Point of View

Flipping classrooms increases collaboration, higher thinking

May 20, 2013 

This month Luke Miles, eighth-grade social studies teacher at Durant Road Middle School, was named Wake County Teacher of the Year and was praised for using the flipped classroom technique.

Instead of giving lectures, he records short videos explaining the material that his students watch for homework. Miles’ class time is then used to engage the class in activities that let them go deeper into the material. As a principal, I’ve seen the benefits of the flipped classroom model firsthand.

Last year was the first time that all the eighth-grade math teachers at Durant Road flipped their classrooms. Katie Gimbar, trained by Dr. Lodge McCammon from N.C. State University, inspired her peers to adopt the FIZZ method of flipped instruction. As a result, Durant’s Algebra 1 EOC test scores from the 2011-12 school year showed improvement in proficiency and growth. In fact, these teachers outdistanced the district by an impressive amount.

When I first came to Durant, flipping was just a “math thing.” As a result of this success, the technique has spread across the school to more content areas, including social studies. Two terms I love to hear teachers, like Luke Miles and Katie Gimbar, use are “collaboration” and “higher order thinking.” Yet those are the hardest to fit into a classroom because teachers spend so much time lecturing. Walking into flipped classrooms, I see collaboration and higher order thinking happening every day.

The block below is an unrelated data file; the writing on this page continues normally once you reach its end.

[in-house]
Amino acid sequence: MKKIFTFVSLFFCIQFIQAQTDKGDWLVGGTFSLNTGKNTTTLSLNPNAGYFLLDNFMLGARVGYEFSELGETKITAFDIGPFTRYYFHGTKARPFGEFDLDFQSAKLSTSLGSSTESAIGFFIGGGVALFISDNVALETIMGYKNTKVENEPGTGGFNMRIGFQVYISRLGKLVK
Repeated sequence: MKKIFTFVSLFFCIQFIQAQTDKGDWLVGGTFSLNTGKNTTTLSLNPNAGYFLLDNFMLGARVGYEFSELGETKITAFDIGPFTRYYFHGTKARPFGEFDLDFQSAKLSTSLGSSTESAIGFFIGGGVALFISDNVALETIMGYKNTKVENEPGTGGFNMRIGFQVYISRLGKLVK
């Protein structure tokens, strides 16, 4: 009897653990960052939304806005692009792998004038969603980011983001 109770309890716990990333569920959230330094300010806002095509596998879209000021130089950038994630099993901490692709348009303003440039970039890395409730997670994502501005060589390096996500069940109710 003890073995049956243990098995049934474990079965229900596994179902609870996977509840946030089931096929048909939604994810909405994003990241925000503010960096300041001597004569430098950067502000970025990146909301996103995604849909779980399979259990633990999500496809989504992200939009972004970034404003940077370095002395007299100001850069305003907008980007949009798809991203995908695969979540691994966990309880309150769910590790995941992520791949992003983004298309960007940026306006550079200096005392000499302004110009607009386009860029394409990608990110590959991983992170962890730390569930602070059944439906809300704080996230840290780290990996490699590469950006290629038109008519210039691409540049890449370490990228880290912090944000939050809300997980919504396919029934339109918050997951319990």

For example, in Miles’ social studies classroom, I see him walking from group to group, facilitating conversations to keep the collaboration going. It’s amazing to see a child you know has a learning disability, a child who is academically gifted and a child using English as a second language all working and thinking together, discussing advanced concepts.

We have a growing community of teachers who are taking the initiative to flip. They sought a recording room in the school, which even I’ve used to create videos for flipping faculty meetings, effectively modeling the practice for our teachers. As an administrator, I want to remove barriers so our teachers can use this method and feel supported in doing so.

At Durant, flipped instruction is more than a teaching technique, it’s part of the culture of learning – a culture that now includes the Wake County Teacher of the Year.

Drew Sawyer is principal at Durant Road Middle School in Raleigh.

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